The plunge in oil prices over the weekend will delay or postpone the development of major Australian gas fields, of which there are many.
This is going to create tremendous problems for the LNG industry
Liquefied natural gas (LNG) export contracts are directly linked to the oil price. The oil price has fallen 25%. We can expect to see a similar fall in the value of Australia’s LNG export contracts.
This is going to create tremendous problems for the LNG industry in Australia. Investment decisions will be delayed on major projects, including a major gas development on the Burrup Peninsula in Western Australia; the Barossa offshore field project that Santos is looking at developing in the Northern Territory; the onshore Surat Gas Basin project in Queensland; and the possibility of onshore fracking in the Beetaloo Basin, again in the Northern Territory, to name a few.
ALL OF THESE PROJECTS WILL BE DELAYED BECAUSE THE COMPANIES SIMPLY CANNOT MAKE MONEY at oil prices of $35 a barrel. That in turn makes these projects not economically viable. Investment in these big projects will not be proceeding in the medium term.
Gas is no longer a transition fuel with clean sustainable renewables now the least cost option,
What has occurred is both a crash in the oil price and at the same time a crash in the oil and gas shares, significantly affecting the companies involved in this industry. That means investors are saying this is not just a short-term problem; this is a medium to long-term problem of low oil prices. That is why these investment decisions will be delayed because gas companies cannot afford to open up these projects in the current oil price environment.
While that is good news for Australia, as gas is no longer a transition fuel with clean sustainable renewables now the least cost option, Australia still needs affordable gas for industry while ever-cheaper renewables pick up pace.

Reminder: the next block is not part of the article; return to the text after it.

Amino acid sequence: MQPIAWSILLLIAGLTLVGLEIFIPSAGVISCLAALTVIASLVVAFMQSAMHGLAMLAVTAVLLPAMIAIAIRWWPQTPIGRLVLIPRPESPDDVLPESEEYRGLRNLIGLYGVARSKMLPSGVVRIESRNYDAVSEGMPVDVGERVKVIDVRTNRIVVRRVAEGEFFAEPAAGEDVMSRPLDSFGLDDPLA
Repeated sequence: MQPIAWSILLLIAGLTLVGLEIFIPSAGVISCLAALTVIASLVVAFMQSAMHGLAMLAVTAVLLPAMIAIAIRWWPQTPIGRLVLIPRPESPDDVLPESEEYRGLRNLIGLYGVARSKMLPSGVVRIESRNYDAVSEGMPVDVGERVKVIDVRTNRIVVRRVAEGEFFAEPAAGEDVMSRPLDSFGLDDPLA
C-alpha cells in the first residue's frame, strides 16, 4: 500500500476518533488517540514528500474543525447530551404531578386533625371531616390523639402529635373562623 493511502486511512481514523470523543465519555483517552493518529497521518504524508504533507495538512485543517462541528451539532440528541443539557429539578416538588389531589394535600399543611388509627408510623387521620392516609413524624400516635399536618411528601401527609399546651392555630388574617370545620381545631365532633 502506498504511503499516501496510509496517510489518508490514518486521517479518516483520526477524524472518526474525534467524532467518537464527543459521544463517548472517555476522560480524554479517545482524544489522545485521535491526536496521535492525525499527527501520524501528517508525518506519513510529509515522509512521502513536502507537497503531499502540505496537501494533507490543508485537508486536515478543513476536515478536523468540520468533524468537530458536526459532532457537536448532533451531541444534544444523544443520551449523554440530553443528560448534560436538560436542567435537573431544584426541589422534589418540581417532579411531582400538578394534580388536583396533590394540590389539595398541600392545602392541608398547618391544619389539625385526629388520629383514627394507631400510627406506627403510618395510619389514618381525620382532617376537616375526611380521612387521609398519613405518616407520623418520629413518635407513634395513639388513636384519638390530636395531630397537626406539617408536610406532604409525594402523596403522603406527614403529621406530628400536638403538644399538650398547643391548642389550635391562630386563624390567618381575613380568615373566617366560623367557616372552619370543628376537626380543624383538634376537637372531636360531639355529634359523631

As a result of the falling oil price, there should be tremendous pressure for gas prices to be to be dropped domestically as they have around the world, particularly on the east coast of Australia.
WE HAVE TO REMEMBER THAT GAS PRICES SET THE PRICE OF ELECTRICITY IN AUSTRALIA. The Australian Competition and Consumer Commission (ACCC) has clearly stated that as gas prices rise, electricity prices also rise. High gas prices mean that the Australian electricity consumer is paying too much for electricity.
People are paying ridiculously high prices for gas, and therefore electricity
On the west coast of Australia gas prices are not a problem. They have a gas reservation policy and the prices they pay are already well below the level actually paid in Asia.
In the rest of Australia however, people are paying ridiculously high prices for gas, and therefore electricity.
Australia is the world’s second largest exporter of gas. Yet gas is so expensive in Australia that there are currently four consortium looking at building import terminals on the east coast: one in South Australia, one in Victoria, and two in New South Wales.
WE HAVE THIS ABSURD SITUATION WHERE AUSTRALIA WILL BE IMPORTING THE GAS IT EXPORTS, which is very similar to something like importing oil to Saudi Arabia.
The prices in eastern Australia are so high that gas companies can afford to import more gas.
We are seeing a government that is captured by the gas industry
Gas prices across most of Australia are higher than they are offshore. There are major international LNG trading companies setting up import terminals in Australia which is telling us that the prices domestically are well above offshore prices.
The east coast of Australia needs to take its lead from Western Australia (WA). WA has a domestic gas reservation policy, which keeps gas and therefore electricity prices down. There needs to be one instituted on the east coast of Australia, on both existing and prospective fields.
Australia needs some strong action by governments at both the state and federal level, but particularly the federal level, to protect gas and electricity consumers.
At the moment we are not seeing it.
Instead, we are seeing a government that is captured by the gas industry and is allowing them to run roughshod over the legitimate rights of the Australian gas and electricity consumer.
This commentary is based on an interview IEEFA’s LNG/gas analyst Bruce Robertson gave to ABC Australia Wide on 10 March 2020.
What does the oil price crash mean for the Australian gas industry?
Volkswagen lied about emissions from their vehicles, and the gas industry is also lying about their emissions
Santos loses $7 billion in write-offs in 5 years
Gas is not a transition fuel, Prime Minister